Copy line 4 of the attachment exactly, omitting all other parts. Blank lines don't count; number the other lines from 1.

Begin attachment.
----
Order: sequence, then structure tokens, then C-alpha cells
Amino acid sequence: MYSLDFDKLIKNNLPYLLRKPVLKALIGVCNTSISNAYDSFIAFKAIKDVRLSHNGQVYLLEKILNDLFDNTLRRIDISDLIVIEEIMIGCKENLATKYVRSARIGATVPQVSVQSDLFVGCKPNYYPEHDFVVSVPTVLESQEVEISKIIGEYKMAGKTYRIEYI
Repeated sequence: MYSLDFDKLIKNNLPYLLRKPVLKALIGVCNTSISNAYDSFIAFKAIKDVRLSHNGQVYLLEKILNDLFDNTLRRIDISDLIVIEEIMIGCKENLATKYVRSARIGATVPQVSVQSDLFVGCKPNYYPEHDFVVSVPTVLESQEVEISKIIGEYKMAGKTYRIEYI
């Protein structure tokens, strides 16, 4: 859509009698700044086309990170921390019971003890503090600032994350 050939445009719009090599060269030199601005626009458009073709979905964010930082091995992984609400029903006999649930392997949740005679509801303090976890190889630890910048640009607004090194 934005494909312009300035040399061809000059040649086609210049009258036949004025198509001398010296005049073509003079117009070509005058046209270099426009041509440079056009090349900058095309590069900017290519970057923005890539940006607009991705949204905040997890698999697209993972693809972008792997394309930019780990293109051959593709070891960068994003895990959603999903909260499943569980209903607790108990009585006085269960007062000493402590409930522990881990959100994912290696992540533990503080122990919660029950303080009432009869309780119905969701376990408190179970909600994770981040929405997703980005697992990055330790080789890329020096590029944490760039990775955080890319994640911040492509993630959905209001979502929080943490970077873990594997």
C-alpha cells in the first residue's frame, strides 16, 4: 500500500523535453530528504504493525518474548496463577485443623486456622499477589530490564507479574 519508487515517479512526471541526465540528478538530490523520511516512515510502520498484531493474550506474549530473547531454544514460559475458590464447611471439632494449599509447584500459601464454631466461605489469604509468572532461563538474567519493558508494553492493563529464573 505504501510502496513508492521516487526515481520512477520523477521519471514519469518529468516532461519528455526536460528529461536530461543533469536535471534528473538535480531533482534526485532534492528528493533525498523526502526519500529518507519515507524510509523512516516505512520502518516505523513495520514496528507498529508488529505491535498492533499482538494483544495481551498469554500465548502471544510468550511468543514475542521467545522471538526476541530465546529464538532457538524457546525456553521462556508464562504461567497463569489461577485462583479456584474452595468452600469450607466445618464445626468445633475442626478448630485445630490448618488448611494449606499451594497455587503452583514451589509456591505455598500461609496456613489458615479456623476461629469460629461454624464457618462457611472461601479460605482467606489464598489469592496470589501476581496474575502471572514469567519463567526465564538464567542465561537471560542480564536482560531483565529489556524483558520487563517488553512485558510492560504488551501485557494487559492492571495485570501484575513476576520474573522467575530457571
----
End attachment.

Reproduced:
């Protein structure tokens, strides 16, 4: 859509009698700044086309990170921390019971003890503090600032994350 050939445009719009090599060269030199601005626009458009073709979905964010930082091995992984609400029903006999649930392997949740005679509801303090976890190889630890910048640009607004090194 934005494909312009300035040399061809000059040649086609210049009258036949004025198509001398010296005049073509003079117009070509005058046209270099426009041509440079056009090349900058095309590069900017290519970057923005890539940006607009991705949204905040997890698999697209993972693809972008792997394309930019780990293109051959593709070891960068994003895990959603999903909260499943569980209903607790108990009585006085269960007062000493402590409930522990881990959100994912290696992540533990503080122990919660029950303080009432009869309780119905969701376990408190179970909600994770981040929405997703980005697992990055330790080789890329020096590029944490760039990775955080890319994640911040492509993630959905209001979502929080943490970077873990594997």